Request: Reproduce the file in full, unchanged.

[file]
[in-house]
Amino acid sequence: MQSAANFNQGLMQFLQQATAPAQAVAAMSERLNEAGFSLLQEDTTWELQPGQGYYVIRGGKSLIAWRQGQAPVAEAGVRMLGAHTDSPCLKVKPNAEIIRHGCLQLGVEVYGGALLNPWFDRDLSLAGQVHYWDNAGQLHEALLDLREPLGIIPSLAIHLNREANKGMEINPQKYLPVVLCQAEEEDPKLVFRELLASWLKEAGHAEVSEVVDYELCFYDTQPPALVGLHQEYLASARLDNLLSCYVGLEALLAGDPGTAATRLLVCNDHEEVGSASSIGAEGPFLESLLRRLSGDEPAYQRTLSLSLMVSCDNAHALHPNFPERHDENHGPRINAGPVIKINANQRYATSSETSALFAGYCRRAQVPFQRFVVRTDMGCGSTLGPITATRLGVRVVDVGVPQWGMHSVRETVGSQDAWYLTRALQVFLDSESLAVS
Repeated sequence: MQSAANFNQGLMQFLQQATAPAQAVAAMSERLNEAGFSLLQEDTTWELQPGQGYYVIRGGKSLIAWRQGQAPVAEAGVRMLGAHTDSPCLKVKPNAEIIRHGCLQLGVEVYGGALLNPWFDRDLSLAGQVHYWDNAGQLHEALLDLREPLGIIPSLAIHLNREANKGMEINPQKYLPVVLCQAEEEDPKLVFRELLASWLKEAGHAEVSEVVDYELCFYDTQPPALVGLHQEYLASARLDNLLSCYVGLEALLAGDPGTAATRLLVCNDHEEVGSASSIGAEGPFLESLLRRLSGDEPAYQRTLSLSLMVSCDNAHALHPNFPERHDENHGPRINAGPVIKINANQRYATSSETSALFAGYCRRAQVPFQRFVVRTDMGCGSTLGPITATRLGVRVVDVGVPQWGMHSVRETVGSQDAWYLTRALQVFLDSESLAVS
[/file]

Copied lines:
[in-house]
Amino acid sequence: MQSAANFNQGLMQFLQQATAPAQAVAAMSERLNEAGFSLLQEDTTWELQPGQGYYVIRGGKSLIAWRQGQAPVAEAGVRMLGAHTDSPCLKVKPNAEIIRHGCLQLGVEVYGGALLNPWFDRDLSLAGQVHYWDNAGQLHEALLDLREPLGIIPSLAIHLNREANKGMEINPQKYLPVVLCQAEEEDPKLVFRELLASWLKEAGHAEVSEVVDYELCFYDTQPPALVGLHQEYLASARLDNLLSCYVGLEALLAGDPGTAATRLLVCNDHEEVGSASSIGAEGPFLESLLRRLSGDEPAYQRTLSLSLMVSCDNAHALHPNFPERHDENHGPRINAGPVIKINANQRYATSSETSALFAGYCRRAQVPFQRFVVRTDMGCGSTLGPITATRLGVRVVDVGVPQWGMHSVRETVGSQDAWYLTRALQVFLDSESLAVS
Repeated sequence: MQSAANFNQGLMQFLQQATAPAQAVAAMSERLNEAGFSLLQEDTTWELQPGQGYYVIRGGKSLIAWRQGQAPVAEAGVRMLGAHTDSPCLKVKPNAEIIRHGCLQLGVEVYGGALLNPWFDRDLSLAGQVHYWDNAGQLHEALLDLREPLGIIPSLAIHLNREANKGMEINPQKYLPVVLCQAEEEDPKLVFRELLASWLKEAGHAEVSEVVDYELCFYDTQPPALVGLHQEYLASARLDNLLSCYVGLEALLAGDPGTAATRLLVCNDHEEVGSASSIGAEGPFLESLLRRLSGDEPAYQRTLSLSLMVSCDNAHALHPNFPERHDENHGPRINAGPVIKINANQRYATSSETSALFAGYCRRAQVPFQRFVVRTDMGCGSTLGPITATRLGVRVVDVGVPQWGMHSVRETVGSQDAWYLTRALQVFLDSESLAVS